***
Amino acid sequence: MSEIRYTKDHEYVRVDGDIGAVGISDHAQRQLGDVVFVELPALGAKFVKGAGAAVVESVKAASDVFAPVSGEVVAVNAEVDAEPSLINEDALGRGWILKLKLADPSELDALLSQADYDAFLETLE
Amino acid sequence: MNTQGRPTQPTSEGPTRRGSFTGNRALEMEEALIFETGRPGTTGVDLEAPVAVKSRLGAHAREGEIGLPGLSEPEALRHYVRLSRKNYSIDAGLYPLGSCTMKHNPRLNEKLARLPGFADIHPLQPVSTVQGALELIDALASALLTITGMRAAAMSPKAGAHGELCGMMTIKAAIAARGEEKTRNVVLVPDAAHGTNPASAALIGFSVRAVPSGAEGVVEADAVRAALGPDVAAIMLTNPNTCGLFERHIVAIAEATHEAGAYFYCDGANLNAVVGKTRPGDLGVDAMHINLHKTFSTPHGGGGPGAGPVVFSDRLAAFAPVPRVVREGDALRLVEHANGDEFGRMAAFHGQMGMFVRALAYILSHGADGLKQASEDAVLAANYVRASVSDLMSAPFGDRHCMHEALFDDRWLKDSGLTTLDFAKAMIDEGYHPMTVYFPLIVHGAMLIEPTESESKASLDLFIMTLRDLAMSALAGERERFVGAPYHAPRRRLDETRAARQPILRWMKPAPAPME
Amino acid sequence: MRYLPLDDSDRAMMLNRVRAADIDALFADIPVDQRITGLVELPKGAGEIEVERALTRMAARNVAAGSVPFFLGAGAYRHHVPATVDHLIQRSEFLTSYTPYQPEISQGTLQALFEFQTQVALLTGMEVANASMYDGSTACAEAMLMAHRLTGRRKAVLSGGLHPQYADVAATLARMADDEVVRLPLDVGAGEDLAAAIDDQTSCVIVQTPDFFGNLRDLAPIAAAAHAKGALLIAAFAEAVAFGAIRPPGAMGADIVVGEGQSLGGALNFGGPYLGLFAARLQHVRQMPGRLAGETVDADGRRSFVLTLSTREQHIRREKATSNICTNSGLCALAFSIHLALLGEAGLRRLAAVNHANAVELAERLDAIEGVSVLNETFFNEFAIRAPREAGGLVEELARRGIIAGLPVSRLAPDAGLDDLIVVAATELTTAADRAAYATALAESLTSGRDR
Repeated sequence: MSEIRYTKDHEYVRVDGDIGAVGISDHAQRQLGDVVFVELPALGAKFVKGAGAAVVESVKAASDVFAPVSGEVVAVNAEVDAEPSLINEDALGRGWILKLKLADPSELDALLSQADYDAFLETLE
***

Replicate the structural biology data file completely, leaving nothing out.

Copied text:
Amino acid sequence: MSEIRYTKDHEYVRVDGDIGAVGISDHAQRQLGDVVFVELPALGAKFVKGAGAAVVESVKAASDVFAPVSGEVVAVNAEVDAEPSLINEDALGRGWILKLKLADPSELDALLSQADYDAFLETLE
Amino acid sequence: MNTQGRPTQPTSEGPTRRGSFTGNRALEMEEALIFETGRPGTTGVDLEAPVAVKSRLGAHAREGEIGLPGLSEPEALRHYVRLSRKNYSIDAGLYPLGSCTMKHNPRLNEKLARLPGFADIHPLQPVSTVQGALELIDALASALLTITGMRAAAMSPKAGAHGELCGMMTIKAAIAARGEEKTRNVVLVPDAAHGTNPASAALIGFSVRAVPSGAEGVVEADAVRAALGPDVAAIMLTNPNTCGLFERHIVAIAEATHEAGAYFYCDGANLNAVVGKTRPGDLGVDAMHINLHKTFSTPHGGGGPGAGPVVFSDRLAAFAPVPRVVREGDALRLVEHANGDEFGRMAAFHGQMGMFVRALAYILSHGADGLKQASEDAVLAANYVRASVSDLMSAPFGDRHCMHEALFDDRWLKDSGLTTLDFAKAMIDEGYHPMTVYFPLIVHGAMLIEPTESESKASLDLFIMTLRDLAMSALAGERERFVGAPYHAPRRRLDETRAARQPILRWMKPAPAPME
Amino acid sequence: MRYLPLDDSDRAMMLNRVRAADIDALFADIPVDQRITGLVELPKGAGEIEVERALTRMAARNVAAGSVPFFLGAGAYRHHVPATVDHLIQRSEFLTSYTPYQPEISQGTLQALFEFQTQVALLTGMEVANASMYDGSTACAEAMLMAHRLTGRRKAVLSGGLHPQYADVAATLARMADDEVVRLPLDVGAGEDLAAAIDDQTSCVIVQTPDFFGNLRDLAPIAAAAHAKGALLIAAFAEAVAFGAIRPPGAMGADIVVGEGQSLGGALNFGGPYLGLFAARLQHVRQMPGRLAGETVDADGRRSFVLTLSTREQHIRREKATSNICTNSGLCALAFSIHLALLGEAGLRRLAAVNHANAVELAERLDAIEGVSVLNETFFNEFAIRAPREAGGLVEELARRGIIAGLPVSRLAPDAGLDDLIVVAATELTTAADRAAYATALAESLTSGRDR
Repeated sequence: MSEIRYTKDHEYVRVDGDIGAVGISDHAQRQLGDVVFVELPALGAKFVKGAGAAVVESVKAASDVFAPVSGEVVAVNAEVDAEPSLINEDALGRGWILKLKLADPSELDALLSQADYDAFLETLE